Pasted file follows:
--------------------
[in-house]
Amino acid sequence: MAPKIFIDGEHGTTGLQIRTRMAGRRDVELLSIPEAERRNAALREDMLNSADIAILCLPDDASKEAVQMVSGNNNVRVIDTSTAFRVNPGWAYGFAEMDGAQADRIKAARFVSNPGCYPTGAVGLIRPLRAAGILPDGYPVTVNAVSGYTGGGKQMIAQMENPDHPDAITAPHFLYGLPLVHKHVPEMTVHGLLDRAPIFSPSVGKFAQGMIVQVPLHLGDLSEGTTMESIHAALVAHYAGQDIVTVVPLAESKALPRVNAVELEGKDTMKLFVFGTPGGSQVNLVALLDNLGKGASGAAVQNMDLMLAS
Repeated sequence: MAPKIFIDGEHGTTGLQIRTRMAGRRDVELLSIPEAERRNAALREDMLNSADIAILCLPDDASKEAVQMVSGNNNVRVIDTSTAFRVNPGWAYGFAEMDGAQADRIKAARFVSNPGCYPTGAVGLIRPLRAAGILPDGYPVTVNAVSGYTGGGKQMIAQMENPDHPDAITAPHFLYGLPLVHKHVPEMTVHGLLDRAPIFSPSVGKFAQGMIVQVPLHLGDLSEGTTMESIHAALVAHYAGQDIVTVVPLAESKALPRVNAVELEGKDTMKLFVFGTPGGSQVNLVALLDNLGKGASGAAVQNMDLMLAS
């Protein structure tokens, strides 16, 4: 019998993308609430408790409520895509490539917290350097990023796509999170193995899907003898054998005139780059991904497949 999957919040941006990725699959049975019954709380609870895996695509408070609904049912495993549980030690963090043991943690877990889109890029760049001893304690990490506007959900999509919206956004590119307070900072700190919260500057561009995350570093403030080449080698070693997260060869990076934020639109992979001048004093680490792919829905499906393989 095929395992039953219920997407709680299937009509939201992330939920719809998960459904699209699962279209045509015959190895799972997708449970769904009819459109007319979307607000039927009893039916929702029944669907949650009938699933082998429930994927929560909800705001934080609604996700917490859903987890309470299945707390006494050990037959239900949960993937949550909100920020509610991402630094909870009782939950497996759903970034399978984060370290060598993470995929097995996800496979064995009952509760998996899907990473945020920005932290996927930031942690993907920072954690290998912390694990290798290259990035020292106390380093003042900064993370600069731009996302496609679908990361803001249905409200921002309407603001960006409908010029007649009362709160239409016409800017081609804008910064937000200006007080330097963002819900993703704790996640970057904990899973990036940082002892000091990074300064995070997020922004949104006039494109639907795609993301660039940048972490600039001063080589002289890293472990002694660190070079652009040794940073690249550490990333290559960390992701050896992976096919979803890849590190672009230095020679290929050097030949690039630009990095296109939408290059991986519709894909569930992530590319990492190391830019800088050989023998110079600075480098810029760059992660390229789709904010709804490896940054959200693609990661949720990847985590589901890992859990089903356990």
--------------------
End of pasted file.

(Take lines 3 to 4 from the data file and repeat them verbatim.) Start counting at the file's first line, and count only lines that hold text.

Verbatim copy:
Repeated sequence: MAPKIFIDGEHGTTGLQIRTRMAGRRDVELLSIPEAERRNAALREDMLNSADIAILCLPDDASKEAVQMVSGNNNVRVIDTSTAFRVNPGWAYGFAEMDGAQADRIKAARFVSNPGCYPTGAVGLIRPLRAAGILPDGYPVTVNAVSGYTGGGKQMIAQMENPDHPDAITAPHFLYGLPLVHKHVPEMTVHGLLDRAPIFSPSVGKFAQGMIVQVPLHLGDLSEGTTMESIHAALVAHYAGQDIVTVVPLAESKALPRVNAVELEGKDTMKLFVFGTPGGSQVNLVALLDNLGKGASGAAVQNMDLMLAS
């Protein structure tokens, strides 16, 4: 019998993308609430408790409520895509490539917290350097990023796509999170193995899907003898054998005139780059991904497949 999957919040941006990725699959049975019954709380609870895996695509408070609904049912495993549980030690963090043991943690877990889109890029760049001893304690990490506007959900999509919206956004590119307070900072700190919260500057561009995350570093403030080449080698070693997260060869990076934020639109992979001048004093680490792919829905499906393989 095929395992039953219920997407709680299937009509939201992330939920719809998960459904699209699962279209045509015959190895799972997708449970769904009819459109007319979307607000039927009893039916929702029944669907949650009938699933082998429930994927929560909800705001934080609604996700917490859903987890309470299945707390006494050990037959239900949960993937949550909100920020509610991402630094909870009782939950497996759903970034399978984060370290060598993470995929097995996800496979064995009952509760998996899907990473945020920005932290996927930031942690993907920072954690290998912390694990290798290259990035020292106390380093003042900064993370600069731009996302496609679908990361803001249905409200921002309407603001960006409908010029007649009362709160239409016409800017081609804008910064937000200006007080330097963002819900993703704790996640970057904990899973990036940082002892000091990074300064995070997020922004949104006039494109639907795609993301660039940048972490600039001063080589002289890293472990002694660190070079652009040794940073690249550490990333290559960390992701050896992976096919979803890849590190672009230095020679290929050097030949690039630009990095296109939408290059991986519709894909569930992530590319990492190391830019800088050989023998110079600075480098810029760059992660390229789709904010709804490896940054959200693609990661949720990847985590589901890992859990089903356990």